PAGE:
Whether traveling to warmer weather or a snow-filled adventure, make sure flu is not your travel companion.
It’s not too late to get a flu vaccine if you haven’t already done so. It takes about 2 weeks for the vaccine to provide protection, so get vaccinated well before your trip to reduce your risk of catching and spreading flu.
Wherever you may be going this winter, protecting yourself and others from flu is important. Here are some useful tips for staying healthy during the winter months.
Flu vaccines are the most important tool we have for preventing flu. If you have not gotten your vaccine already, it’s important to get it before you travel. Flu vaccines are available in many places, including doctors’ offices, health departments and pharmacies. You can also use the HealthMap Vaccine Finder if you need help finding places that offer flu vaccine in your area. Getting vaccinated now is the best way to protect yourself against flu.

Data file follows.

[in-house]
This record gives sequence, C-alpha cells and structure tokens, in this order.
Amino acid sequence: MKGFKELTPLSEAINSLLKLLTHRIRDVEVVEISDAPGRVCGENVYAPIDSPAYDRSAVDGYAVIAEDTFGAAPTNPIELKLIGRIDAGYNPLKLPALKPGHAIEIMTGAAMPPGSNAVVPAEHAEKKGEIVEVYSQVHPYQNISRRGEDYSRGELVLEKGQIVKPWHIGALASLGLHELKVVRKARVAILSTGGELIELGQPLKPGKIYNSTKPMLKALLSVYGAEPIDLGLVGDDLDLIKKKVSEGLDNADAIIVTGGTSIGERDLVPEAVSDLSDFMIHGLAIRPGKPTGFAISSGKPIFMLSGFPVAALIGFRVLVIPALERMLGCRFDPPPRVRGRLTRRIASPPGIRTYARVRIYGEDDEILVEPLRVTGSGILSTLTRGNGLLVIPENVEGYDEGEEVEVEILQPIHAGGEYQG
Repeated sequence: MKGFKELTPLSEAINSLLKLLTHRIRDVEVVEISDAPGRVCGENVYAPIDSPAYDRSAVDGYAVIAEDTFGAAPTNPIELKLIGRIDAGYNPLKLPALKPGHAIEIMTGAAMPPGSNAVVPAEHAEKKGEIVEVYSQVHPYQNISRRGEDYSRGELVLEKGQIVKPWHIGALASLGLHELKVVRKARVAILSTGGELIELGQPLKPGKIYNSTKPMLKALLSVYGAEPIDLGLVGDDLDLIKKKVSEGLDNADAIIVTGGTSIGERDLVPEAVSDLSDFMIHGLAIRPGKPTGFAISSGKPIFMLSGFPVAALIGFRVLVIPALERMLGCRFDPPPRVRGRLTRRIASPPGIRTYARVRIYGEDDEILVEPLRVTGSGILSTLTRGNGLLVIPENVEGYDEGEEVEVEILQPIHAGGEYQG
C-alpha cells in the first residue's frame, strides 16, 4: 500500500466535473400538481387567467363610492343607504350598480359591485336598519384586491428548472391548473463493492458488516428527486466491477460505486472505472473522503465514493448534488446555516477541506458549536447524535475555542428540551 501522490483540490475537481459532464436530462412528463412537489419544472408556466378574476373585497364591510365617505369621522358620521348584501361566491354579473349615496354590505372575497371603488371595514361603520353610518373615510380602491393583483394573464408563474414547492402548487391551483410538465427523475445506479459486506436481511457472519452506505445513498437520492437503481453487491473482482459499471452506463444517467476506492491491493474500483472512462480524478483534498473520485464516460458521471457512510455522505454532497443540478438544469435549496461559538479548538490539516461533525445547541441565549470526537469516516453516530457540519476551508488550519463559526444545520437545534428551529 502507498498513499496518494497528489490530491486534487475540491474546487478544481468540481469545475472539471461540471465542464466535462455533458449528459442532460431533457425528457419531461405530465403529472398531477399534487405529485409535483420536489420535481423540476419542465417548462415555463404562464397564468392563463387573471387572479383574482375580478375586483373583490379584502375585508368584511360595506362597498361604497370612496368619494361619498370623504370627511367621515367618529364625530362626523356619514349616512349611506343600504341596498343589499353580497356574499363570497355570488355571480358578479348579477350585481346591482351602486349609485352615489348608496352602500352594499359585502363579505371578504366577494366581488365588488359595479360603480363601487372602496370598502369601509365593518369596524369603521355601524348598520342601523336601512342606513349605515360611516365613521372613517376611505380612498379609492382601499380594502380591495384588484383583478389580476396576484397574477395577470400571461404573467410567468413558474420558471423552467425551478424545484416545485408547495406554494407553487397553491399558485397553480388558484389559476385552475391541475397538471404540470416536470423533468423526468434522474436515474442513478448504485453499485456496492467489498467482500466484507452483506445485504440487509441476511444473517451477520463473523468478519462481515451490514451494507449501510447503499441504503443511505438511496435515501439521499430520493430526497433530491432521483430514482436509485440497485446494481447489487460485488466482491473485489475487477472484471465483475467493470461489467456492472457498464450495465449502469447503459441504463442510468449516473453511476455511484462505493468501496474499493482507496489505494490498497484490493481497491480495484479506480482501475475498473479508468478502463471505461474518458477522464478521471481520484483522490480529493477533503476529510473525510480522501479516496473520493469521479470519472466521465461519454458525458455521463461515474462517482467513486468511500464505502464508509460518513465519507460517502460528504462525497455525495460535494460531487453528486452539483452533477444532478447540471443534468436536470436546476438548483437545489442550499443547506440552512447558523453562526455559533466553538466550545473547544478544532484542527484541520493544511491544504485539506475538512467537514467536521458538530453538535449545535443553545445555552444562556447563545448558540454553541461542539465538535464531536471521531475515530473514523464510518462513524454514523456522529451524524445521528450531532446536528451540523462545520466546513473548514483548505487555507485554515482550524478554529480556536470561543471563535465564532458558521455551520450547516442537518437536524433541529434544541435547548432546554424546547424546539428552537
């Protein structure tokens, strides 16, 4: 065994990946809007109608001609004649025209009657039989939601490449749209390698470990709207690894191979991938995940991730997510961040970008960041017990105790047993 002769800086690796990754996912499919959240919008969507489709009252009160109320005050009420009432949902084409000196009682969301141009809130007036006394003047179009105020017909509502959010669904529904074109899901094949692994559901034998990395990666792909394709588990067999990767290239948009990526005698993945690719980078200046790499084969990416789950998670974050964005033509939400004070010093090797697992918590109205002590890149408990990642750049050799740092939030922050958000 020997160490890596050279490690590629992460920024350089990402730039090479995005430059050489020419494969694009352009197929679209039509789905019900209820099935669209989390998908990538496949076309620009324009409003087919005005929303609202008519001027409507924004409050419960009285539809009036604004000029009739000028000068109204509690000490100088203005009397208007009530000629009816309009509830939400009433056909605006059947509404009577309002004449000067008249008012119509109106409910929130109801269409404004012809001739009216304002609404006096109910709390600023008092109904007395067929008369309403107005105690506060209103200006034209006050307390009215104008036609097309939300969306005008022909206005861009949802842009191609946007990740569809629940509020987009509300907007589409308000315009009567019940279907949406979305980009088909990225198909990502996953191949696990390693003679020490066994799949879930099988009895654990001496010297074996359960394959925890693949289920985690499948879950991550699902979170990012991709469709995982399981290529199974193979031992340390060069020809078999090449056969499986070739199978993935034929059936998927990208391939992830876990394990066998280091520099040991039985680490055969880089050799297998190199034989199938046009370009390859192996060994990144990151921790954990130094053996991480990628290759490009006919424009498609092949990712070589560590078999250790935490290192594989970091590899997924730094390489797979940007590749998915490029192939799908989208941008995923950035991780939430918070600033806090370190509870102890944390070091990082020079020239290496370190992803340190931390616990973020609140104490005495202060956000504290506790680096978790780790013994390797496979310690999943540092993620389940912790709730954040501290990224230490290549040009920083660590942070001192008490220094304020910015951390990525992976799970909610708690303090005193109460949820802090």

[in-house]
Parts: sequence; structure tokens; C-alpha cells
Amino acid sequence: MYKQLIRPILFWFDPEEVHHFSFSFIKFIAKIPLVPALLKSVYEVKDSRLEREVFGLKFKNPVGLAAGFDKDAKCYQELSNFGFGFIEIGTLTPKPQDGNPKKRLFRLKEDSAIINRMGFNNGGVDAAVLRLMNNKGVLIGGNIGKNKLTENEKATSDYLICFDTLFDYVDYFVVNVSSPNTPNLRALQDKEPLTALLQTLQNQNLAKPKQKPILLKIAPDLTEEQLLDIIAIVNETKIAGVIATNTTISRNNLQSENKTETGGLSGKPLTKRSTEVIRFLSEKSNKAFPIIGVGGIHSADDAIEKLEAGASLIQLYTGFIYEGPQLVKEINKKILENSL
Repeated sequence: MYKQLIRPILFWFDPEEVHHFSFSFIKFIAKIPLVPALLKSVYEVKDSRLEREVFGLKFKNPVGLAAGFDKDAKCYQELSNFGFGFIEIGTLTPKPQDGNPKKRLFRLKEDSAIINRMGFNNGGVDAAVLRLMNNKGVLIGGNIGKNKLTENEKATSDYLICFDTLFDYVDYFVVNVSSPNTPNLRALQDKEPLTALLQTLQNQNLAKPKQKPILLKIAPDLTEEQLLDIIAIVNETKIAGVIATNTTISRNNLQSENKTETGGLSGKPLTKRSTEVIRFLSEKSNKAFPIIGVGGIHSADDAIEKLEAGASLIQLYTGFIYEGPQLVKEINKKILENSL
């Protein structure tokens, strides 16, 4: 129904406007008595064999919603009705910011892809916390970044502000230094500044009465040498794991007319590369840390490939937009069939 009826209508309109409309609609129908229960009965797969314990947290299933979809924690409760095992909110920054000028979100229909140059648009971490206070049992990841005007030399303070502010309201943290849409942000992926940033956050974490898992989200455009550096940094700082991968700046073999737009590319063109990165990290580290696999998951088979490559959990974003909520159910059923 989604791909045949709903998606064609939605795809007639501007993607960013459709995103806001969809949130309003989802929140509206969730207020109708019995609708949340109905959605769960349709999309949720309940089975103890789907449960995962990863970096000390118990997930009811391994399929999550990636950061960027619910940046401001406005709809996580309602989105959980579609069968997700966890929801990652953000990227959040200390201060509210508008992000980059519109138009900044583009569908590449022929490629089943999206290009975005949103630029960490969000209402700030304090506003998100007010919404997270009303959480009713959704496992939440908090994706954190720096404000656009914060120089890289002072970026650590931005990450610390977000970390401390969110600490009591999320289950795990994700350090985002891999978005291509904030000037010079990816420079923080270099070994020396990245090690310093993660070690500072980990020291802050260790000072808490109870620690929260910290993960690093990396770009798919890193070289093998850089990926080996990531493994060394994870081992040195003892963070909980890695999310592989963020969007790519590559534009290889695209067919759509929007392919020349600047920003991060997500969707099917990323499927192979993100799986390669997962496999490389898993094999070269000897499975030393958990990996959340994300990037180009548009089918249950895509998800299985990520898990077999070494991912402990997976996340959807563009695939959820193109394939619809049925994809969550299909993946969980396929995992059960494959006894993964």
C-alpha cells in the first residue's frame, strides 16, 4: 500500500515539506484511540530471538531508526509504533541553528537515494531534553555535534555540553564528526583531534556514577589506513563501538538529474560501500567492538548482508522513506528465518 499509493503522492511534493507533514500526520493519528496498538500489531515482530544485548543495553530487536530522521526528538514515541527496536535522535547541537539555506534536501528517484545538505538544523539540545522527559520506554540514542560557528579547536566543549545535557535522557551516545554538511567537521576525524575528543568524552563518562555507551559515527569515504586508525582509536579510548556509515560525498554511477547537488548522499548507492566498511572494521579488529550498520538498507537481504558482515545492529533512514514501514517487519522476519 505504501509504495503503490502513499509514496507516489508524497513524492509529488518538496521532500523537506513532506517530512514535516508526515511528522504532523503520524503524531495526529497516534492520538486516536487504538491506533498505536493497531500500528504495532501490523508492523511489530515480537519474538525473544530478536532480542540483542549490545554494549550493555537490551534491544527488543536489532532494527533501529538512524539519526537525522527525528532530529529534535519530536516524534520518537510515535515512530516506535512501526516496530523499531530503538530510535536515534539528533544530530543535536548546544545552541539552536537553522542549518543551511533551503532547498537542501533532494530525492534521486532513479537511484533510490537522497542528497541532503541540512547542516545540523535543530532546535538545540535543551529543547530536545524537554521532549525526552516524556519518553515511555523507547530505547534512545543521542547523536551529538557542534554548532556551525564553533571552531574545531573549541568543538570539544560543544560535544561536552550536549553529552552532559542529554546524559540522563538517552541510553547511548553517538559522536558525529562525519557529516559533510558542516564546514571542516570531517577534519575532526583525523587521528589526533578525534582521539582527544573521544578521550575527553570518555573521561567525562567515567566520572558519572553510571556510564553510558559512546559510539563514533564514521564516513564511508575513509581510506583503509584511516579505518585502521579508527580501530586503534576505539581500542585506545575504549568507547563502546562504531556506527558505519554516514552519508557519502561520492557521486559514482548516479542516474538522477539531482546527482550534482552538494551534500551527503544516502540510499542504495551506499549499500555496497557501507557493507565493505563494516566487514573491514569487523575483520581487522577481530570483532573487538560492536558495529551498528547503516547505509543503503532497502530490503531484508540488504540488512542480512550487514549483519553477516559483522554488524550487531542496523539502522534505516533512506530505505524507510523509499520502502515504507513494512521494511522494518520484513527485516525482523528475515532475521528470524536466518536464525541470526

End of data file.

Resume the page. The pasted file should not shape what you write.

Remember that prevention can be travel-sized! Include items in your kit that might be helpful if you get sick, such as tissues, pain or fever medicine, soap, and an alcohol-based sanitizer to use in case soap and water are not available. For other health items to consider, see Pack Smart.
If you become sick with flu, your doctor may prescribe antiviral drugs to treat flu infection. These drugs can make your flu illness shorter, milder, and reduce the chance of flu complications. Prompt treatment with flu antiviral drugs is especially important for people at high risk of serious complications or people who are very sick with flu.
Here are some simple things you can do to take care of yourself and keep others well:
If your destination lies abroad, here’s what you should know before you go:
Plus, several of the life insurance companies we work with offer some form of international travel aid program that can help if you need a doc referral, replacement medication, real-time info on health and security risks, and even remote translator and legal services – give us a call to learn more!
Source: the CDC